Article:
When all is said and done, however, class and honesty will rise to the top and as a result will bring repeat sales, which is the foundation and cornerstone  (keystone) of a successful business. The fact that any business, whether online (by itself or part of a larger market venue) survives for a significant length of time is and of itself a testament to its integrity and that of its management. Ebay survives because 8t is a worldwide venue that still has good sellers on it that draw repeat business despite the bad sellers that draw the ire and complaints of buyers.

    There is that old adage, "fool me once, shame on you; fool me twice, shame on me".  You just don't buy from them again.

    This diatribe is not focusing, accusing, or targeting any individual or business. It is merely an observation and commentary of the way things are. Simplistically, you can't have good without evil, nor can you have evil without good. They are the yin and yang of life.


    • Like 5

  6. 7 hours ago, 1949threepence said:

    That's an interesting one. I don't know to what extent a court would take the apparent knowledge of a specialist into account. It might depend on whether the seller said they didn't know the person who informed them they were wrong, was an expert, or merely someone who was trying to knock them down so the coin would be sold as an ordinary offering so they could get it at a low price. 

    It might be very difficult to establish intent, and I'd bet that most such cases would be chucked out by the CPS for lack of hard evidence before they saw the light of day. By hard evidence, I mean evidence of deliberate attempt to deceive.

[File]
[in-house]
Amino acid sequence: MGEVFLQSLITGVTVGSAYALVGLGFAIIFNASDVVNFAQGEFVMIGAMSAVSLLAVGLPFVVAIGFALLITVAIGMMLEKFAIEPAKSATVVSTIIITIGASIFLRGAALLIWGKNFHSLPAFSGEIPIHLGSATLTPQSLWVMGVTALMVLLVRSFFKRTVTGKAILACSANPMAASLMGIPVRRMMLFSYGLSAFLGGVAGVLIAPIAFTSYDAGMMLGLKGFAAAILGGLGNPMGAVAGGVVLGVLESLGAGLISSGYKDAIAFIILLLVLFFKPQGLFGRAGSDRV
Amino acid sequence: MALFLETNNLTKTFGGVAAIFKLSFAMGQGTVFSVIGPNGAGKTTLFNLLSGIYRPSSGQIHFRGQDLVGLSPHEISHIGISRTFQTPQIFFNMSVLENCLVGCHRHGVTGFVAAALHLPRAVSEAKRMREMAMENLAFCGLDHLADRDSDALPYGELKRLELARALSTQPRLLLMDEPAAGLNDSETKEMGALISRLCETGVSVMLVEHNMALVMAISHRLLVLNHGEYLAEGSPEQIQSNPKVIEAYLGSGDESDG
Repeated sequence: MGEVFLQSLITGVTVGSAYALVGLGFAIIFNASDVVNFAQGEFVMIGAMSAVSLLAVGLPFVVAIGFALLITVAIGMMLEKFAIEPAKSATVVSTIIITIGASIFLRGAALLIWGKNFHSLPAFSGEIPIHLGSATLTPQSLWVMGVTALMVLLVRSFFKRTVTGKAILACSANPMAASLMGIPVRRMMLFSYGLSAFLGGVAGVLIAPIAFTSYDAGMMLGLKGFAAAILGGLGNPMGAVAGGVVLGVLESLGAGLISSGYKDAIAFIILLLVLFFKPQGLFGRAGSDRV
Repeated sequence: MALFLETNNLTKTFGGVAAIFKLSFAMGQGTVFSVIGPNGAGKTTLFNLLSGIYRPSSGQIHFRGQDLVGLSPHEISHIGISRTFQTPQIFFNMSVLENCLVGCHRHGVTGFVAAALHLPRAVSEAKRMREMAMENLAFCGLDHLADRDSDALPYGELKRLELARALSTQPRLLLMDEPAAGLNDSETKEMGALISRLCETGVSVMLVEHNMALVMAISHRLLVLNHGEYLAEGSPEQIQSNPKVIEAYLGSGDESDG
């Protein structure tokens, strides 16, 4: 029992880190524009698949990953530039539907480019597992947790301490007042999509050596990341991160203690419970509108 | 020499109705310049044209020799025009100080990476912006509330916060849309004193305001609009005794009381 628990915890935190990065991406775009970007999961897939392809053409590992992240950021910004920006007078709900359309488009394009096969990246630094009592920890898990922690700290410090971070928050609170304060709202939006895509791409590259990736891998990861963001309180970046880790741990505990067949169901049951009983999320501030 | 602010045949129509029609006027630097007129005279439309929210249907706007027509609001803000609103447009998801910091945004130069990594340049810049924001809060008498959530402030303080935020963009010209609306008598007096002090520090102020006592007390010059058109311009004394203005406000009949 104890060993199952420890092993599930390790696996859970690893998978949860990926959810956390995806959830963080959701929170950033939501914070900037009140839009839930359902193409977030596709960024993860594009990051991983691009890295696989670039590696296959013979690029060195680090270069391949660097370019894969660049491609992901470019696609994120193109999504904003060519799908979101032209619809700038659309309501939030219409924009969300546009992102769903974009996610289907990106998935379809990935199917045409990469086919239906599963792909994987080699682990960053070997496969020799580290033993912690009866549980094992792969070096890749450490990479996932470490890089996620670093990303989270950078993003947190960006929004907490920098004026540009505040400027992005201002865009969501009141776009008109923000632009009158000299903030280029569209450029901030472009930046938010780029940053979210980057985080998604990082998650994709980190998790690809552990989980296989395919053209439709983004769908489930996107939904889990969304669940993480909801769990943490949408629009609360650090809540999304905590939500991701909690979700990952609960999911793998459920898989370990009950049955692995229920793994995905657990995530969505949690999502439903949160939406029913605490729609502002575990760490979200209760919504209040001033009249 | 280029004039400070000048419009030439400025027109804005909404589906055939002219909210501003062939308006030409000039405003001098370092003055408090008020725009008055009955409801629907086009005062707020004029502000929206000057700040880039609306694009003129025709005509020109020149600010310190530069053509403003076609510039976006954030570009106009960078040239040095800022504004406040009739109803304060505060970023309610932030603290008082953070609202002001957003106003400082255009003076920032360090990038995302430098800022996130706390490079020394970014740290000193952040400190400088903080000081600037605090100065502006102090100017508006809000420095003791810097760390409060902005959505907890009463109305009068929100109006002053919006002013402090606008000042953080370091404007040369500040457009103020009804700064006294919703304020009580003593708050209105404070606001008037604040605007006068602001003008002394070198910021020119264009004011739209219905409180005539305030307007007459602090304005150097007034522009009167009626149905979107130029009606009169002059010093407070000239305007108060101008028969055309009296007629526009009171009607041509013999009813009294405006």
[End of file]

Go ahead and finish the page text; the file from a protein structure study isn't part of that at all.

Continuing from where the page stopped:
If the seller and the "Expert knowledgeable specialist" were both dealers  there might be more at stake. Some ramifications might (although doubtfully) on a criminal level, however if the seller belongs to a professional numismatic dealer organization they might probably be subject to some sort of censure, especially if there was a history of this type of activity.

    If the seller was someone who does not make their living selling coins,  I'm sure there would be leniency or call it giving the seller the benefit of the doubt.

    A significant issue is the same as with which we contend with ebay, the ignorance of the subject and lack of consulting experts by the entity in authority. Plus of course, relative to ebay specifically, is being in the position of biting the hand that feeds you.

    It does make for interesting conjecture though....

    • Like 1


    Much as the banks doing away with terrestrial and installing more ATM's, and then charging you for using them...

    Or retsil shops with self checkout, where they save on payroll, you get less service, and you still pay the same prices. ...

    In the same category as those businesses that tell you the information is on the Internet. Not everyone has a computer or is computer savvy.

    My dad is 98, my mom is 94, neither knows how to use a computer nor cell phone....   I  sometimes find it overwhelming when they ask me for information about a company or potential purchase.  They think you can browse online like a print catalog.  I'll acknowledge that it is a but easier on an actual computer, if you can open multiple pages, but on a cellphone or tablet, especially in an app, you can't do that.

    Another peeve is one relating to those businesses that ONLY have a Facebook presence...  I do not have access to them, inasmuch as I am not on Facebook. ...

    Just venting....

    • Like 2